The Cannabis Act (Bill C-45) and the Current Provincial State of Policies

The Cannabis Act (Bill C-45) and the Current Provincial State of Policies

The Cannabis Act AKA Bill C-45, is an act introduced to the Canadian Parliament in 2017 that would legalize cannabis across the whole country when combined with Bill C-46, An Act to Amend the Criminal Code. It’s a milestone in the legal history of cannabis in Canada, alongside the 1923 prohibition. The Cannabis Act Bill C-45 mostly leaves it up to the provinces and territories to determine how cannabis can be sold and used.

An overview of the current state of cannabis policies across provinces

  • Ontario is the only province that has passed its marijuana law. Other provinces and territories are in various stages of completing theirs, so much of the below information is subject to change. Saskatchewan and Nunavut have been excluded from our reefer roundup as both have yet to unveil even partial pot plans.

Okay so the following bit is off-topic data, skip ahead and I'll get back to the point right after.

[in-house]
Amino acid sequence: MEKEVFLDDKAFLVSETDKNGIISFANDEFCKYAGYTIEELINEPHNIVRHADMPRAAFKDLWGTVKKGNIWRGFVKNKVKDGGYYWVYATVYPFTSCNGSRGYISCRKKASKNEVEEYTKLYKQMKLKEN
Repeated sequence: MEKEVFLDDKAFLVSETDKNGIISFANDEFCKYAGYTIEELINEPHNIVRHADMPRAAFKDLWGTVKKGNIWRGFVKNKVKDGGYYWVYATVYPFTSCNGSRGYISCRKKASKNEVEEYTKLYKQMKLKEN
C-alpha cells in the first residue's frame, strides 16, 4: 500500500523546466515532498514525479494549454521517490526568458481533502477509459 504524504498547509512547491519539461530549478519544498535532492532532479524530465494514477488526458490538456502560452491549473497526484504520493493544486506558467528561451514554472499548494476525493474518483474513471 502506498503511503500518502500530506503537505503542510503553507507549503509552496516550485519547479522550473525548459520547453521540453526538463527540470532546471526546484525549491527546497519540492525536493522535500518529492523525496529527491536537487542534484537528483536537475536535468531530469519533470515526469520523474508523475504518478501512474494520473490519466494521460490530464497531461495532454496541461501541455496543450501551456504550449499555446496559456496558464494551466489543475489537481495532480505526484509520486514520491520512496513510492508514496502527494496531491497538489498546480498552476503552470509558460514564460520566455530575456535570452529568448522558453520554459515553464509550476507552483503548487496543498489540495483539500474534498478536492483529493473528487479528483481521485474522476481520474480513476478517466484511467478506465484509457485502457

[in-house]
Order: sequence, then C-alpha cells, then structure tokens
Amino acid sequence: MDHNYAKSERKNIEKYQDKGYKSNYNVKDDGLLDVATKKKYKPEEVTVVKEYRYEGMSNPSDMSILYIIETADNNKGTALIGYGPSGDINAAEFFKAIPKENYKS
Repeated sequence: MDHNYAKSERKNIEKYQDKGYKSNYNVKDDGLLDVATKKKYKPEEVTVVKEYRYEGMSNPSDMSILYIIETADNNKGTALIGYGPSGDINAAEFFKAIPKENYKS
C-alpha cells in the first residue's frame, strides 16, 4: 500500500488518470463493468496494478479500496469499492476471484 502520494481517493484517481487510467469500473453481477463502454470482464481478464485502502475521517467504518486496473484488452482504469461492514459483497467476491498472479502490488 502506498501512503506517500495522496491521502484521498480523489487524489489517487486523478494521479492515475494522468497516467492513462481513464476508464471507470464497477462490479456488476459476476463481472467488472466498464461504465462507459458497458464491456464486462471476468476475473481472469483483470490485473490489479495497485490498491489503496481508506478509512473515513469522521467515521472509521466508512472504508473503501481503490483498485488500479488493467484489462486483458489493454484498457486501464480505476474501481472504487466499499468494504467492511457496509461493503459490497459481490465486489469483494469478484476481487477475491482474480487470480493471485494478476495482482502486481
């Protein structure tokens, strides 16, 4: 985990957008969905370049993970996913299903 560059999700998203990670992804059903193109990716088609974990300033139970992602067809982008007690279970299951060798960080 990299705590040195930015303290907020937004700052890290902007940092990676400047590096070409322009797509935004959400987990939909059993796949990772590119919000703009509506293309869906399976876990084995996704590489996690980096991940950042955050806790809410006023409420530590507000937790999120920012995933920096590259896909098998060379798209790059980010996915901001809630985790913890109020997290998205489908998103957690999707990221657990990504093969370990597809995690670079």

• In every province and territory, the federally-mandated public possession limit of 30 grams of dried cannabis has been maintained, though some provinces, like Quebec and Alberta, will permit you to keep more at home.
  • With the exception of Manitoba, all jurisdictions have opted to keep their legal dope-smoking ages in line with those for drinking alcohol.
  • Bill C-45 allows individuals to grow up to four marijuana plants per residence, though some provinces, like Manitoba and Quebec, plan to ban home cultivation.
  • Provincial and territorial plans vary widely on whether you’ll be able to smoke in public.
  • Provinces and territories also differ on whether pot shops will be publicly or privately owned. For those opting for publicly-owned stores, these will be operated by provincial Crown corporations that sell 01liquor. In some cases, provinces have even created subsidiaries of these companies with names like CannabisNB and the Ontario Cannabis Retail Corporation. Unless otherwise noted, these will be standalone stores wholly separate from those that sell alcohol.

Source: CTV News

Go to the Cannabis in Canada Legalization Update page